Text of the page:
Total diamond weight - TDW
November 2nd 2011
The total weight of all the diamonds in a piece of jewellery is one of the most frequently used selling points. However just a small variation in the details of some of those diamonds that make up the total diamond weight (TDW) can greatly affect the value of the piece of jewellery.
Generally speaking the depth of a princess cut diamond should be about 75% of its width. For example a princess cut diamond that had a depth that equalled 85% of its width would be a "fat" diamond and one that had a depth of 60% of its width would be a "skinny" diamond.
The diamond in this old ring was a "fat" diamond. There are several reasons why a "fat" diamond is undesirable but the main reason is that the beauty of a diamond is seen from the top and if more weight is in the depth that leaves less displayed in its width.
I found a diamond to match the slightly rectangular shape of the existing one but this time with a correctly proportioned depth. It weighed .40cts, 11% less than the "fat" .45ct diamond but they both looked the same from the top.
So lets look at the actual details of the "about" .50ct diamond of the old ring:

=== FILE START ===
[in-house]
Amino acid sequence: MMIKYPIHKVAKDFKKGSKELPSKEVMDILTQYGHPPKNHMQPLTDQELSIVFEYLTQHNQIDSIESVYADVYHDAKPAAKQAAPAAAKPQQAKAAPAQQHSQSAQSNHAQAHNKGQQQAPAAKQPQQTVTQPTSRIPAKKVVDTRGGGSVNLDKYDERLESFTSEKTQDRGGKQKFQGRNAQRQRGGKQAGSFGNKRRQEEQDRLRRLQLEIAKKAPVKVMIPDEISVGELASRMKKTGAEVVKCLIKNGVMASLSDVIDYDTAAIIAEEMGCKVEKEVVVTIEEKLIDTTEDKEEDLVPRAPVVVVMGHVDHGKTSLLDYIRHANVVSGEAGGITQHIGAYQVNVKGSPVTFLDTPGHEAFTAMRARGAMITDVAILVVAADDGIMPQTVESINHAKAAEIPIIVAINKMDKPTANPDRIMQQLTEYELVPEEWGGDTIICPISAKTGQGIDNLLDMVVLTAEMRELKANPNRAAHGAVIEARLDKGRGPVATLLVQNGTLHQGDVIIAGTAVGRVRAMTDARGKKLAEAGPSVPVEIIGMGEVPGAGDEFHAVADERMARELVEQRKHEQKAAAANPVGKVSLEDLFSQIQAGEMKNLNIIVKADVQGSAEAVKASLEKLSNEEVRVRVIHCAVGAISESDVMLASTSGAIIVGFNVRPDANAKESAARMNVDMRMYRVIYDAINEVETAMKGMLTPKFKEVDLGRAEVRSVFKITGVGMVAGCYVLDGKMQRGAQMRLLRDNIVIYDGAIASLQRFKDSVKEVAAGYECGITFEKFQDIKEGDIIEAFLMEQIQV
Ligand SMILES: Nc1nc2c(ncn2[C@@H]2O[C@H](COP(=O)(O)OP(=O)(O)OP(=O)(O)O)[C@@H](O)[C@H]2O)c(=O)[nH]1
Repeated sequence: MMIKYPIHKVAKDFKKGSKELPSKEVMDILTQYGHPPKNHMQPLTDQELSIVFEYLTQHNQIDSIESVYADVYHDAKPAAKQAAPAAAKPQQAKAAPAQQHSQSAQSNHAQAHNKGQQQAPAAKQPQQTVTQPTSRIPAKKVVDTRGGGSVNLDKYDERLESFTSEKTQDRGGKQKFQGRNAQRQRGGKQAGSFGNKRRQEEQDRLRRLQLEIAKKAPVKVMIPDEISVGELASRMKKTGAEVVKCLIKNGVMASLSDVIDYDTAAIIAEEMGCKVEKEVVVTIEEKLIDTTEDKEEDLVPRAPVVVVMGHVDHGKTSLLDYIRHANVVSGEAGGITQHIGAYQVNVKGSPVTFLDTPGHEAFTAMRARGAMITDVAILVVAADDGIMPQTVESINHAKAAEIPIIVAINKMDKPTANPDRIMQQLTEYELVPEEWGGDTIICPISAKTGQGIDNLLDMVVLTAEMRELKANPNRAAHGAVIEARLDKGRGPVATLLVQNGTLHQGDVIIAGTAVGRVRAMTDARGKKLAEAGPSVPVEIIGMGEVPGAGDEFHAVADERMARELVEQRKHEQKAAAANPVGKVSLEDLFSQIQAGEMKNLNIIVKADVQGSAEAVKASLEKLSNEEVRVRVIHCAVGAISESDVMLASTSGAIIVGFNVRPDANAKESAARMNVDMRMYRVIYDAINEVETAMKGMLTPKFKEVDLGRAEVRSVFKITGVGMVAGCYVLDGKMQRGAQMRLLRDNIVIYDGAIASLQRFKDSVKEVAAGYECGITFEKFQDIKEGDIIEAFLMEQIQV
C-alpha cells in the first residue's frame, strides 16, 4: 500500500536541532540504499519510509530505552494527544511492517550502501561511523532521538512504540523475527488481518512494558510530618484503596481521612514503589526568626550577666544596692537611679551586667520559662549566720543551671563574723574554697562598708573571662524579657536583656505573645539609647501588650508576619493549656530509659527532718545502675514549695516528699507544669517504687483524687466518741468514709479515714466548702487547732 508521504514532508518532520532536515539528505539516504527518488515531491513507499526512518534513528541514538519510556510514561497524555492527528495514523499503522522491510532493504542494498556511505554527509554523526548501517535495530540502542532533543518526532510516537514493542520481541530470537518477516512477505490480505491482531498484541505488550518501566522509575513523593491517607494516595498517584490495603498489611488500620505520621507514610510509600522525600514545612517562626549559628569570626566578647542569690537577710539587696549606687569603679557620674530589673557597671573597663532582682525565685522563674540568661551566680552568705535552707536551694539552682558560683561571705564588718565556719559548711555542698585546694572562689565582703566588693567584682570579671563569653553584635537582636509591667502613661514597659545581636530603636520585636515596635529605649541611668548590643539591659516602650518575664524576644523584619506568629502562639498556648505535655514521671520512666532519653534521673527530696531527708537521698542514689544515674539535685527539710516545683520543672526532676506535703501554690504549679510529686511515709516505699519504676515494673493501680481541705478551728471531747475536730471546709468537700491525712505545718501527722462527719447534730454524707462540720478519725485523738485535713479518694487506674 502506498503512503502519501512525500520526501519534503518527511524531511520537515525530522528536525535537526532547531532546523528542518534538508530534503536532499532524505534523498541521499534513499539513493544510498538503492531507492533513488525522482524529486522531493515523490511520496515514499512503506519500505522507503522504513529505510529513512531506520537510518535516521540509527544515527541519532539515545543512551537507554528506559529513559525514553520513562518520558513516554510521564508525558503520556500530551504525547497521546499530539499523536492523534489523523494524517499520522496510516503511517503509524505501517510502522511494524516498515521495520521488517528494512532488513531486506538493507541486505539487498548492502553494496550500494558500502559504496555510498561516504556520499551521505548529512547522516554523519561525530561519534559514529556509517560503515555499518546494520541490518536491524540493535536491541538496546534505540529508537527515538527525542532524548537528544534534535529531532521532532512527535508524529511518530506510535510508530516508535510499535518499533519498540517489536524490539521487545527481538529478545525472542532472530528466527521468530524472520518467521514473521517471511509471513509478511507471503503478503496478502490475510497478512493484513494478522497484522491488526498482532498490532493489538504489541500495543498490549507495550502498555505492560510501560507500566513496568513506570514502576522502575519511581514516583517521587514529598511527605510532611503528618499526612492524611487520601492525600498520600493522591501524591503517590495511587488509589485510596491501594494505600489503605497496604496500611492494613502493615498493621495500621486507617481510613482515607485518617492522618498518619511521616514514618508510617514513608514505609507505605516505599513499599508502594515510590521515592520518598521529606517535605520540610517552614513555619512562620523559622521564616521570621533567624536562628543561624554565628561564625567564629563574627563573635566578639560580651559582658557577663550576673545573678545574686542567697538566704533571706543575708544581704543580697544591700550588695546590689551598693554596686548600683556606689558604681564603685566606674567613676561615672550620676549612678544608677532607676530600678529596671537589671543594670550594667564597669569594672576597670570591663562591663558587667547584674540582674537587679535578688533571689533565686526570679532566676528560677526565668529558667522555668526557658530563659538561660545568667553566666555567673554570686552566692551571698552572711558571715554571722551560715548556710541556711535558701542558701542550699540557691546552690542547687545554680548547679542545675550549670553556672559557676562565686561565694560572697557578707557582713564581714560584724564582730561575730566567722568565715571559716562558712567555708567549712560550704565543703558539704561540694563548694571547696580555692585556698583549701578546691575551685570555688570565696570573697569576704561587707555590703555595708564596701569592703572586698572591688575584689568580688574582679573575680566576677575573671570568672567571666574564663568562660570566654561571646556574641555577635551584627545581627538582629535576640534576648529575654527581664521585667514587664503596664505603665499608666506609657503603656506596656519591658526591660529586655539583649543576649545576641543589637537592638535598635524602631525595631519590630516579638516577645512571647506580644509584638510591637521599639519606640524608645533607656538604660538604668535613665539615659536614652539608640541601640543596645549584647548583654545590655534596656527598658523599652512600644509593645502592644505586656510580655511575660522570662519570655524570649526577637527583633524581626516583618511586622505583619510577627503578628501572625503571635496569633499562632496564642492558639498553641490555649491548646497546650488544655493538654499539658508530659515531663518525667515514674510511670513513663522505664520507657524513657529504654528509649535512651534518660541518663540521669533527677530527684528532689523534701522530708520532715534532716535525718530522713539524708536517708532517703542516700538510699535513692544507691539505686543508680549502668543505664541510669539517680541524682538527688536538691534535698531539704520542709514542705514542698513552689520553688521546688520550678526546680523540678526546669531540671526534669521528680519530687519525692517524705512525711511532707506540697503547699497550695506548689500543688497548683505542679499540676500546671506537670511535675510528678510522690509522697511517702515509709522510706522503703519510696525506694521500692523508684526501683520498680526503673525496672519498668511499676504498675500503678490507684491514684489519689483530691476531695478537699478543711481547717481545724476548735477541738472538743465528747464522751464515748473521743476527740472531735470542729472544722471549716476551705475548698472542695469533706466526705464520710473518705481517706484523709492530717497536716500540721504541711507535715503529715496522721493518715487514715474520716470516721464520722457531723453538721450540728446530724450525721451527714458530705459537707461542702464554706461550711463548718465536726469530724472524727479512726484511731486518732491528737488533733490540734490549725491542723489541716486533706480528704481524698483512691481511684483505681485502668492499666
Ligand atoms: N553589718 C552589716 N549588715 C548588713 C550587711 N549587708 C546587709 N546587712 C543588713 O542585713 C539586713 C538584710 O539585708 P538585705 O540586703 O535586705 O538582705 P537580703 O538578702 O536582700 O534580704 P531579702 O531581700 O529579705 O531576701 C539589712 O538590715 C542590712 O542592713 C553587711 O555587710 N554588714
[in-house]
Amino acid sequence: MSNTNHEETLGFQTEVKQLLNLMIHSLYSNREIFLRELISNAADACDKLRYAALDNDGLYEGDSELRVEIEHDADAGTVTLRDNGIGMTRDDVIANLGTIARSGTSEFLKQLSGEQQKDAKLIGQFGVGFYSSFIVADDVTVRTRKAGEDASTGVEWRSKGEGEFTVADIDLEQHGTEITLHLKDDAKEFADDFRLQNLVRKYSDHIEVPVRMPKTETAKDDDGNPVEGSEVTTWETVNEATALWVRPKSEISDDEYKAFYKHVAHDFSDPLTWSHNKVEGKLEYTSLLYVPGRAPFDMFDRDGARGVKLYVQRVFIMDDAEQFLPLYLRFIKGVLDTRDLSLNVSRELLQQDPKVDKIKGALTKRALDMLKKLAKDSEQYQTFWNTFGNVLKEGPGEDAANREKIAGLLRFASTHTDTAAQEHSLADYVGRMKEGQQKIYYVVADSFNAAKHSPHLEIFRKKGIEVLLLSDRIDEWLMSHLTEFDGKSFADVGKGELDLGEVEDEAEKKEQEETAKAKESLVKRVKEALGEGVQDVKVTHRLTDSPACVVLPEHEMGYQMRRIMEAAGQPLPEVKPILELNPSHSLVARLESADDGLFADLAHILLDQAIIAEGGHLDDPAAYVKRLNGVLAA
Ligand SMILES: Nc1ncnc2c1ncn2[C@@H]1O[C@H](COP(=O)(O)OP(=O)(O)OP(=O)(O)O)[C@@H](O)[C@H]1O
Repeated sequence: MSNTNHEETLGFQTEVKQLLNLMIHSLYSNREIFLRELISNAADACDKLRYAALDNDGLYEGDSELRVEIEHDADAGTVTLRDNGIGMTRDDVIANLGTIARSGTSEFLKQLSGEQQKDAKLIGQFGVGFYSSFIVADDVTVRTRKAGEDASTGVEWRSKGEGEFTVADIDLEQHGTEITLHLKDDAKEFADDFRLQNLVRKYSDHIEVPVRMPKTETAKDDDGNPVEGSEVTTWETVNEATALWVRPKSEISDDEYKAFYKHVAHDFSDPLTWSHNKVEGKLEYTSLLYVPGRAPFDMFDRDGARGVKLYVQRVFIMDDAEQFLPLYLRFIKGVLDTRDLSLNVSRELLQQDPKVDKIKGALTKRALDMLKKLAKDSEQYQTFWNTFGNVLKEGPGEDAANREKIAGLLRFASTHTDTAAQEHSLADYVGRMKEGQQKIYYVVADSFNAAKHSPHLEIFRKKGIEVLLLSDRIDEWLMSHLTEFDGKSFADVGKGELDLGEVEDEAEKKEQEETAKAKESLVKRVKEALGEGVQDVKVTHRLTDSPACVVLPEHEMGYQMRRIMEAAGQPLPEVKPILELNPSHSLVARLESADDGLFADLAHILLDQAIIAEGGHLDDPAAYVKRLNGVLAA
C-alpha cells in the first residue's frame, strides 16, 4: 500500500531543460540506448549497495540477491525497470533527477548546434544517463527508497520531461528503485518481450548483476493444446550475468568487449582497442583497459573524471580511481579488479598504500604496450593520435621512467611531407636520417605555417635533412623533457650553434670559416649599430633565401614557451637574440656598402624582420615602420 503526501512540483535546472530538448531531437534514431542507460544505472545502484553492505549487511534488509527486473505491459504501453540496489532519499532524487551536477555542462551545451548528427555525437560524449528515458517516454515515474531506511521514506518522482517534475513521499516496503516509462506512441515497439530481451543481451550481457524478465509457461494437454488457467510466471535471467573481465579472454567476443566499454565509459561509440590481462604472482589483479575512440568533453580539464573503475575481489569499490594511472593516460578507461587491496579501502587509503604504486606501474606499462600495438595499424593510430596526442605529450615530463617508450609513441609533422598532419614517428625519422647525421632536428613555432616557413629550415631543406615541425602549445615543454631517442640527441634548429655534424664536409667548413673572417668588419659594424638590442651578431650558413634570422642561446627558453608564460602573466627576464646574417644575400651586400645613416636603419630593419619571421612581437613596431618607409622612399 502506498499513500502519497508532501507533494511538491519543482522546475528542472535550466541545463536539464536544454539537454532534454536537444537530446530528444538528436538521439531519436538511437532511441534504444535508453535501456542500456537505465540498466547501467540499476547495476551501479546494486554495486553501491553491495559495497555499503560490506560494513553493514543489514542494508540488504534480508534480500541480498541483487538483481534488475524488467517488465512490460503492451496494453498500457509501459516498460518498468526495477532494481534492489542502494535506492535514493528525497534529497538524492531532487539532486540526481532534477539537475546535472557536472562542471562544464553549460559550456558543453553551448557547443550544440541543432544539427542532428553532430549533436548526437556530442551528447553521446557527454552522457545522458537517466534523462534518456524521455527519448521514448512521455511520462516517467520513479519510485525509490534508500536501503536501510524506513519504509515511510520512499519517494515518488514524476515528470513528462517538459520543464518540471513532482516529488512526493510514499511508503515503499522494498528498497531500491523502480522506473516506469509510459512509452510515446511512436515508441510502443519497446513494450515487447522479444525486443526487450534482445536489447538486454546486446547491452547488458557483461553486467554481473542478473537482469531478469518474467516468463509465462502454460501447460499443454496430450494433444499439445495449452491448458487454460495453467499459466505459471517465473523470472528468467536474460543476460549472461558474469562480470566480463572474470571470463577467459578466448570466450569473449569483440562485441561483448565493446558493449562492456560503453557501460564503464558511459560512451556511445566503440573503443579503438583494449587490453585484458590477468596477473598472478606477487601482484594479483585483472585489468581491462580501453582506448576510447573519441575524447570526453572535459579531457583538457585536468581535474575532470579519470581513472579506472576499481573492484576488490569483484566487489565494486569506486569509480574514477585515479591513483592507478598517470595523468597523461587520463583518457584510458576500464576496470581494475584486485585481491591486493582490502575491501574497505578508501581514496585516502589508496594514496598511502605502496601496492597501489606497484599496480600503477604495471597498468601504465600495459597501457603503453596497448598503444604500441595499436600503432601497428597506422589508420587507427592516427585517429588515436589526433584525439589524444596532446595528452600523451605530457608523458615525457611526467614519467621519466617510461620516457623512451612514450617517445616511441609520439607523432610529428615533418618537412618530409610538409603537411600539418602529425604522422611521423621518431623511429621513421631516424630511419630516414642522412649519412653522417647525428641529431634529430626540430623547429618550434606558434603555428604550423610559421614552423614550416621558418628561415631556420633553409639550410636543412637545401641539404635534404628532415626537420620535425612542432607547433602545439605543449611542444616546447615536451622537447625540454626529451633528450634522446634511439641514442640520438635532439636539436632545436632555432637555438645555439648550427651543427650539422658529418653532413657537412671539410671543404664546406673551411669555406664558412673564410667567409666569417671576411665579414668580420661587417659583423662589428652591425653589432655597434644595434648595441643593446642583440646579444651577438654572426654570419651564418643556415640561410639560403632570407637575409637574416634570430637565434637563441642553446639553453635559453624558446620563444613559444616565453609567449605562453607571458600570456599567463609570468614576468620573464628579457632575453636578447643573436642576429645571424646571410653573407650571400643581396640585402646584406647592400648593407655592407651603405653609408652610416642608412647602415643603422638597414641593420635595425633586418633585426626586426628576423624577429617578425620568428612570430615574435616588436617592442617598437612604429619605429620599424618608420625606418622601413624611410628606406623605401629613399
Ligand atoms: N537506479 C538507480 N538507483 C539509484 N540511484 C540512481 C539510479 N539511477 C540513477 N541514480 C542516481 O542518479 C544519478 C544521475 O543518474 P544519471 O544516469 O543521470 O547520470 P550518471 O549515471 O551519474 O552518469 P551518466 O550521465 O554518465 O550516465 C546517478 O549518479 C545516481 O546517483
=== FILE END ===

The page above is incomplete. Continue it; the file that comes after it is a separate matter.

- weight .45ct
- slightly rectangular shape
- "fat" cut that gave it the width of a .40ct
Assuming that the colour and clarity of the diamonds are the same then the bottom line is that a .45ct slightly rectangular "fat" princess diamond is worth far less than a well cut/proportioned .50ct diamond. To me it is a stone I would reject.
In the finished ring above you can see that I have added 3 diamonds. I placed the slightly rectangular diamonds on either side of a pair of nicely matching (actually square) princess cut diamonds. The customer has a new ring they love and now understands why the exact details of a diamond determine its value.
She also knows why one of the three diamonds I supplied was far cheaper than the other two and has made an informed purchase.